For some, coping with the symptoms of Post Traumatic Stress Disorder (PTSD) can seem much like trying to have some semblance of a life while existing in the bowels of Hell. It is this struggle that has forced me and many I know to make many adjustments to re-enter a “normal” civilian life. Crowded public places are no longer annoying, but unbearable at times. Sudden loud sounds are no longer startling as much as totally un-nerving. Insomnia, anxiety attacks, and migraines are sometimes the norm; although it may be going a little too far to say that one can ever really ‘get used to’ the symptoms. For those who even achieve the miracle of actually being willing to face PTSD head-on, that is only the beginning of the obstacles those afflicted must negotiate. The only people who recover and reclaim a little piece of life are those who make the conscious decision to do so, and not even then can a successful recovery be guaranteed. It can require a massive amount of support for someone suffering from PTSD to be in any way functional among other people again.
I have had the good fortune of a pretty strong network of support by good people around me on my own road to recovery from PTSD. It has been a tough row to hoe as I was hospitalized on multiple occasions and had a few more than embarrassing moments in public when my symptoms were particularly bad. A few of the professional care-givers I’ve worked with have helped me learn how to manage my symptoms in a way that at one point I would never have believed possible. Some of my family has been there for me and helped me more than I ever thought I might actually need it. And, some of my buddies and peers in the military and in therapy have made all the difference in the world. Other than that, I must simply recommend that one who suffers with PTSD find what works for them – as it is my experience that what works for each person as coping mechanisms is very individually specific. I’ve found a few things that work for me, but they may not be the answer for anyone else. Becoming proficient at diaphragmatic breathing is probably the best tool anyone can have in their belt for a plethora of anxiety issues. I don’t know what I would do w/o my medically referred companion dog, Liberty. I highly suggest checking into the preference of many over a slew of questionable pharmaceuticals the possibility of medical cannabis. Keeping yourself surrounded by good people who genuinely care can’t be stressed enough. And, finding some hobby (such as playing an instrument) for which you can have a genuine passion may prove as invaluable to you as it has been to me in recovery. It is on the musical note that I write this post.
I started playing drums and played for about 3 years in high school in the mid 90’s. As life got a little more complicated and supporting my new family took seat above all other priorities, playing drums faded into my past and was nothing more than a memory and an occasional itch in my hands to tap, tap, tap. Fast forward to 2009 as I’m being hospitalized for chronic severe PTSD following a tour in Afghanistan, and along comes a music therapy program complete with a drum set open for tapping. My itch got worse, and I discovered this old passion held healing qualities for which was all the more reason to reunite with this old flame. About 2 years ago, I had finally gotten some of my own equipment again and began re-learning my old drum lessons. Over time, I found that I could channel my anxiety into my practice and that the focus required to become a solid drummer was noticeably helping me to balance myself and my life again. I can honestly say that picking up drumming again may have been the best thing I’ve ever done for my own health – at least my mental health. Although I was loving practicing and playing again, I still was apprehensive about playing in public or being part of a band that would be depending on me not to have a debilitating PTSD “moment” at the wrong time that would ruin a show. With the encouragement of my friends, I eventually overcame my reluctance to include anyone else in my very personal “two-stick revolution,” and recently became the drummer for the metal band, Outlaw Serenade. I had been learning an average of about a song a month along with my other practice exercises, but Outlaw Serenade accepted me as their drummer after a couple of auditions and informed me we had about 10 weeks to learn about 10 songs in time for a New Year’s Eve show with Medicine Mann & Killing Grace at the Rutledge in downtown Nashville. This ‘baptism by fire’ culminated on Tuesday night, Dec. 31st, 2013 with me performing my first show with any band ever. To support my new endeavor and to celebrate a milestone in my recovery, several buddies from the unit I went to Afghanistan with came in from around the country. This video marks a special moment in time for me, and is humbly dedicated to those who have been there for me – as well as all those who know what it’s like to punch time-cards in your own personal hell:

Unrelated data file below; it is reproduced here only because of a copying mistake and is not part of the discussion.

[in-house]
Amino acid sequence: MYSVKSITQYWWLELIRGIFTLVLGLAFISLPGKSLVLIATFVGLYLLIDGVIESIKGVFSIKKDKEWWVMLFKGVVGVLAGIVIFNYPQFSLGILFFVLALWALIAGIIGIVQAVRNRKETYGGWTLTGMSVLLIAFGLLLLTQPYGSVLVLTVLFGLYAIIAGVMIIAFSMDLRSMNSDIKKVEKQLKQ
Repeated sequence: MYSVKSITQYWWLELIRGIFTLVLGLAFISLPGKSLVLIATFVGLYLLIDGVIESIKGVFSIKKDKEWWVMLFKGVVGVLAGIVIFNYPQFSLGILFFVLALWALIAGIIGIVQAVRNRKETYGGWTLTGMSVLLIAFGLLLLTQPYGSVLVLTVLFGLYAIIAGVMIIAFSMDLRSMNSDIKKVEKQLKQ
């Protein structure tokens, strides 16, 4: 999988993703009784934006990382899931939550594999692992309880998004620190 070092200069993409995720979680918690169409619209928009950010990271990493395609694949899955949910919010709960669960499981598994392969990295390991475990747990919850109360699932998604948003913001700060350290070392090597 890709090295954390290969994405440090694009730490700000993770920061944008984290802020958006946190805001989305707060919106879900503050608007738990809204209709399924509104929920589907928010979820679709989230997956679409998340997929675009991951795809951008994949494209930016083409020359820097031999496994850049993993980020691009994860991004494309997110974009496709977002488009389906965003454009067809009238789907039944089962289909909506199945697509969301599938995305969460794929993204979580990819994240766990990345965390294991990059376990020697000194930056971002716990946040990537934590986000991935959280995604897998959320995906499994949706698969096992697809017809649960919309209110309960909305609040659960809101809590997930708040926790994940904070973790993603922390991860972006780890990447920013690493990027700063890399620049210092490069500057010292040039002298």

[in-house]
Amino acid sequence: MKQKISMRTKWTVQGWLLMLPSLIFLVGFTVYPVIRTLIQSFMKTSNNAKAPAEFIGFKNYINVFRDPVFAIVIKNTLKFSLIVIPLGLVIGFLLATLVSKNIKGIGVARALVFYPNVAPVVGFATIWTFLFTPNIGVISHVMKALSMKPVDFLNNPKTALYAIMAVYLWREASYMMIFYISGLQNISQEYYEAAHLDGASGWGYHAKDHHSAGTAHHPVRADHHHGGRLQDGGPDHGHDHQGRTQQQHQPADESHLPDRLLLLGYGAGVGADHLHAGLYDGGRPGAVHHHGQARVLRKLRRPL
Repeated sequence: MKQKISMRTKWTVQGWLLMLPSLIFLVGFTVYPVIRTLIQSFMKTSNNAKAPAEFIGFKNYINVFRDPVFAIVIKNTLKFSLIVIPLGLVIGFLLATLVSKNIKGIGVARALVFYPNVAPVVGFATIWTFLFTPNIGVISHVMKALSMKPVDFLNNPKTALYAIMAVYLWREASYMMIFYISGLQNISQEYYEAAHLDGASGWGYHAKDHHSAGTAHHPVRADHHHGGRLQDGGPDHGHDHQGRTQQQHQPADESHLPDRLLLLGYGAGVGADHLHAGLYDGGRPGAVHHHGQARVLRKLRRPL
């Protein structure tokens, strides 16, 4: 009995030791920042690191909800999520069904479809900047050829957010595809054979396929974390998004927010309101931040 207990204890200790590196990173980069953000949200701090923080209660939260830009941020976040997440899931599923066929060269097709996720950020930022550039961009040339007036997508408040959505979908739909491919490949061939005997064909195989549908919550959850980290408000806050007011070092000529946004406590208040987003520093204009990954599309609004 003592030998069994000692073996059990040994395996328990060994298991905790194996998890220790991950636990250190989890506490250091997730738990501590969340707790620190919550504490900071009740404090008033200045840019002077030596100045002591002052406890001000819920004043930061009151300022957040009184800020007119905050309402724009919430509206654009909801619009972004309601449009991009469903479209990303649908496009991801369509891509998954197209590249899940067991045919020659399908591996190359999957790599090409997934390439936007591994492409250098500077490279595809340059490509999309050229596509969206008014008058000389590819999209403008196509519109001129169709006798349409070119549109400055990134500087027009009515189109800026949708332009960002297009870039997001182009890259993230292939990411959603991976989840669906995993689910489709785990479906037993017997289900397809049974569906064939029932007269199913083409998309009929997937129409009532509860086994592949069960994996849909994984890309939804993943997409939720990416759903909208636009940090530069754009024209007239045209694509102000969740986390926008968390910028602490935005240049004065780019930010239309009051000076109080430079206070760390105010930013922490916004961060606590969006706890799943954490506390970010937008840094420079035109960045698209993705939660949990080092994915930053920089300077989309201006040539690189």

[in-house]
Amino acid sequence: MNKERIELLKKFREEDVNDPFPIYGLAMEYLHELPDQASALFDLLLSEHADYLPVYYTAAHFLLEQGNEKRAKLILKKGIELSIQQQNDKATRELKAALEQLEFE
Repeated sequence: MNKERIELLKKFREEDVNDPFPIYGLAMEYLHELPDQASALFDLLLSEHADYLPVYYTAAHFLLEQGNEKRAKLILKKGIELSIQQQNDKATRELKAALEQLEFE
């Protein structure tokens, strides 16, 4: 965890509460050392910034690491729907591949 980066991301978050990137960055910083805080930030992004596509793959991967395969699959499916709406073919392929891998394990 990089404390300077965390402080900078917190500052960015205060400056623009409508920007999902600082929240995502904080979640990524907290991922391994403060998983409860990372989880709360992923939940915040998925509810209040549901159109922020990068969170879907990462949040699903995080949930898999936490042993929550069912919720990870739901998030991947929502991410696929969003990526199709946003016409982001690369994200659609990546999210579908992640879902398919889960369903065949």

A.G. (BRICK) House is an Afghanistan war veteran and former licensed minister (UPCI), who has become an outspoken skeptic, peace advocate, and involved himself in many other issues which he believes affect the individual freedoms of the people whose constitutional rights he took an oath to defend. He currently resides in the heart of Tennessee with his companion dog ‘Liberty,’ where he is recovering from PTSD, enjoys the therapeutic hobbies of gardening, creative writing https://chaossection.com/, playing drums in the heavy metal band Outlaw Serenade http://www.outlawserenade.com/, and other forms of artistic expression \m/